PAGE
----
Ridvan Cetin, the village’s elected authority, said a count in the 1980s found 41 active nests, meaning 82 storks, not including chicks.

This year, the village has only four active nests, including Yaren’s.

“Now they are very few,” Mr. Cetin said sadly.

No one in the village could recall a bond similar to that between Mr. Yilmaz and Yaren.

“I’ve never seen anything like it,” Mr. Cetin said.

For Mr. Yilmaz, a quiet man with leathery hands and a kind, rutted face, Yaren was a serendipitous addition to what he had hoped would be a late, restful chapter in an otherwise difficult life.

He grew up poor. His father pulled him out of school to work in the fields and fish, no matter how cold the weather.

“My life was between the field and the lake,” he said.

His mother died when he was 13. His father remarried when he was 17 to a woman Mr. Yilmaz did not like. So, with only an elementary school education, he fled to Bursa, the nearest big city, and worked in a factory that made yogurt and other milk products.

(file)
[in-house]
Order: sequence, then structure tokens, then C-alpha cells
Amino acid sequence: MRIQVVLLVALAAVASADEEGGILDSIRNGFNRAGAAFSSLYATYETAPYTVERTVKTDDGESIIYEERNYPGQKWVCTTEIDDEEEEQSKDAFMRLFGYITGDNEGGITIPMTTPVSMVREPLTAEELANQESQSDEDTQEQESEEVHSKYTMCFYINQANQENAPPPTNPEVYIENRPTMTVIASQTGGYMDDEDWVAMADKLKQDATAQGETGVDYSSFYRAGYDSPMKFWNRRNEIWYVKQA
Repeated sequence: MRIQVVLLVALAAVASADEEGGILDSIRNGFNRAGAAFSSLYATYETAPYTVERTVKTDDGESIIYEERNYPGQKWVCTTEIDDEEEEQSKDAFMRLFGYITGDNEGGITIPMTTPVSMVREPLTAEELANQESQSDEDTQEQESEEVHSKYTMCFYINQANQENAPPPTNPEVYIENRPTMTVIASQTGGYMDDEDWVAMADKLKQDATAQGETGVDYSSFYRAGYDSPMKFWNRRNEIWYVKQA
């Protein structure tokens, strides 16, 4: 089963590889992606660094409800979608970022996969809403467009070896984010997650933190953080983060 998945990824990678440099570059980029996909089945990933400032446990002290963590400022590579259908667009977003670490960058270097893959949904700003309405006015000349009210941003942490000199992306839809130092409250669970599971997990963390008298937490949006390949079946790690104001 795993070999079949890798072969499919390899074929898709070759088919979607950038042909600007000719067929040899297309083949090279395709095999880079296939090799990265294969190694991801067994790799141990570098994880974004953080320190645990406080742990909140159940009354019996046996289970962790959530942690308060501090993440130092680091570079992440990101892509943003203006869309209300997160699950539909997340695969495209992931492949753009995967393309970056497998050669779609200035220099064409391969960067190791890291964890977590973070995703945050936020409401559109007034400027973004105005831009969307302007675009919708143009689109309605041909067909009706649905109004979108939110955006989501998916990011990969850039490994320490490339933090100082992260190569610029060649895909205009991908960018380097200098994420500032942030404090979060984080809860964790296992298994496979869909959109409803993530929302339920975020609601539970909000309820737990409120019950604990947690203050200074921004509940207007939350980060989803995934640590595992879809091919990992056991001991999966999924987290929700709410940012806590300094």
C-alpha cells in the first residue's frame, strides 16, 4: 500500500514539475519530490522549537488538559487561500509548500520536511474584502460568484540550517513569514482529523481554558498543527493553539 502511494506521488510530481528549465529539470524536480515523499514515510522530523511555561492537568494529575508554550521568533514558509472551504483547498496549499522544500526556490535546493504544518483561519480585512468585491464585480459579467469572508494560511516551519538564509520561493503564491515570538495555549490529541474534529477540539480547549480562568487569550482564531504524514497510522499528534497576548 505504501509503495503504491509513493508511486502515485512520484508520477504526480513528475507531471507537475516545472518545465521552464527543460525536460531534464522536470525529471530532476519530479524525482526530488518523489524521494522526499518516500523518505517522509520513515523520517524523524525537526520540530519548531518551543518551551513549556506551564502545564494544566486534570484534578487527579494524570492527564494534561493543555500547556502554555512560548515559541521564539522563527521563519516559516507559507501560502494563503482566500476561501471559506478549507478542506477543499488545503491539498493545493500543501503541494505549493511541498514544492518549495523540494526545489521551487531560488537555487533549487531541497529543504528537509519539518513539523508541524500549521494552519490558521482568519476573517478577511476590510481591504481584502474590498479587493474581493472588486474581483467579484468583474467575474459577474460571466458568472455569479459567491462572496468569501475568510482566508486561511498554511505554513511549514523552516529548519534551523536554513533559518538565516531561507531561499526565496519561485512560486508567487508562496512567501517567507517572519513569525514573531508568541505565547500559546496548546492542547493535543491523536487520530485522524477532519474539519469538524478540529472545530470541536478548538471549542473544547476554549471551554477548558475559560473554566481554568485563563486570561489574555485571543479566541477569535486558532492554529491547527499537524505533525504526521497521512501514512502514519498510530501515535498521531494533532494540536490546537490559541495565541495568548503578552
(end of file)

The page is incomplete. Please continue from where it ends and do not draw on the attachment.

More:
At 19, he married another villager he had known since childhood. They lost their first child, a daughter, weeks after her birth. He worked in different milk factories as he and his wife raised three other children, two boys and a girl.

In 2011, with his children grown and living elsewhere with his five grandchildren, he stopped working, returned to the village and moved back into his childhood home, next to the lake where he had fished as a child.

“It was my dream from the day I started working to go to my village and fish,” he said.

Soon after, the stork landed on his boat.

Each time Yaren left, Mr. Yilmaz wondered whether he would return. But after a few years, he stopped worrying.

“I was sure that as long as I was alive, this bird was going to return,” he said.

Early on, no one much cared that Mr. Yilmaz had made friends with a stork. Other villagers teased him or said he was wasting his time — and his fish.

That changed in year five, when Alper Tuydes, a hunter turned wildlife photographer who works for the local government, began sharing photographs of the pair on social media. The story spread, getting a lift each spring with Yaren’s arrival.